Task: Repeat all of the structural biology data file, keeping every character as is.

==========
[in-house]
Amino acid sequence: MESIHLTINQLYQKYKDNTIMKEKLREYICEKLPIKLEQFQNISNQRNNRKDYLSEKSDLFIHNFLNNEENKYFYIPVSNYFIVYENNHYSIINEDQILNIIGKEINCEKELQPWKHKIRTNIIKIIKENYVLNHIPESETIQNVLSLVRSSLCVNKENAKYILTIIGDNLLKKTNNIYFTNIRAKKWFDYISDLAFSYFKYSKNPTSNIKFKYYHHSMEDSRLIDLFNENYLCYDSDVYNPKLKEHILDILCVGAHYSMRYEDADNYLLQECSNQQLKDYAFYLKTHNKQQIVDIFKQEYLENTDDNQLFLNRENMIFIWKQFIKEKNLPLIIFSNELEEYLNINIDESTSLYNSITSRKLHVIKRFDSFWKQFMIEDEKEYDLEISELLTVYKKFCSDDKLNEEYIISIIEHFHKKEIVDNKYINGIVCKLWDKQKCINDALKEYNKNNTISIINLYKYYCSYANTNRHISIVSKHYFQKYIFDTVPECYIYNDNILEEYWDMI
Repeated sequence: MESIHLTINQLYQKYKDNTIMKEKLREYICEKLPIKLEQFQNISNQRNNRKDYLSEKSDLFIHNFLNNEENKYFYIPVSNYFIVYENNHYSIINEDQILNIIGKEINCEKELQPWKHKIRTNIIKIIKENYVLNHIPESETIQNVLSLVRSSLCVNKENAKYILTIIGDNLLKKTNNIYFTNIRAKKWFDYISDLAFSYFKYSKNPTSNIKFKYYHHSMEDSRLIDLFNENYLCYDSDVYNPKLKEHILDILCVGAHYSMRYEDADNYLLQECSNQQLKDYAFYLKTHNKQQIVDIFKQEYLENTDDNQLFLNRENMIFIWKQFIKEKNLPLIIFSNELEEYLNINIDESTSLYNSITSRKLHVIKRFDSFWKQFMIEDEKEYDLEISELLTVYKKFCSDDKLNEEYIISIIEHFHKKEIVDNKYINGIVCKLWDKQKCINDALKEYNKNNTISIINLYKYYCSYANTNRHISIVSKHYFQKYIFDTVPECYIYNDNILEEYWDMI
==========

[in-house]
Amino acid sequence: MESIHLTINQLYQKYKDNTIMKEKLREYICEKLPIKLEQFQNISNQRNNRKDYLSEKSDLFIHNFLNNEENKYFYIPVSNYFIVYENNHYSIINEDQILNIIGKEINCEKELQPWKHKIRTNIIKIIKENYVLNHIPESETIQNVLSLVRSSLCVNKENAKYILTIIGDNLLKKTNNIYFTNIRAKKWFDYISDLAFSYFKYSKNPTSNIKFKYYHHSMEDSRLIDLFNENYLCYDSDVYNPKLKEHILDILCVGAHYSMRYEDADNYLLQECSNQQLKDYAFYLKTHNKQQIVDIFKQEYLENTDDNQLFLNRENMIFIWKQFIKEKNLPLIIFSNELEEYLNINIDESTSLYNSITSRKLHVIKRFDSFWKQFMIEDEKEYDLEISELLTVYKKFCSDDKLNEEYIISIIEHFHKKEIVDNKYINGIVCKLWDKQKCINDALKEYNKNNTISIINLYKYYCSYANTNRHISIVSKHYFQKYIFDTVPECYIYNDNILEEYWDMI
Repeated sequence: MESIHLTINQLYQKYKDNTIMKEKLREYICEKLPIKLEQFQNISNQRNNRKDYLSEKSDLFIHNFLNNEENKYFYIPVSNYFIVYENNHYSIINEDQILNIIGKEINCEKELQPWKHKIRTNIIKIIKENYVLNHIPESETIQNVLSLVRSSLCVNKENAKYILTIIGDNLLKKTNNIYFTNIRAKKWFDYISDLAFSYFKYSKNPTSNIKFKYYHHSMEDSRLIDLFNENYLCYDSDVYNPKLKEHILDILCVGAHYSMRYEDADNYLLQECSNQQLKDYAFYLKTHNKQQIVDIFKQEYLENTDDNQLFLNRENMIFIWKQFIKEKNLPLIIFSNELEEYLNINIDESTSLYNSITSRKLHVIKRFDSFWKQFMIEDEKEYDLEISELLTVYKKFCSDDKLNEEYIISIIEHFHKKEIVDNKYINGIVCKLWDKQKCINDALKEYNKNNTISIINLYKYYCSYANTNRHISIVSKHYFQKYIFDTVPECYIYNDNILEEYWDMI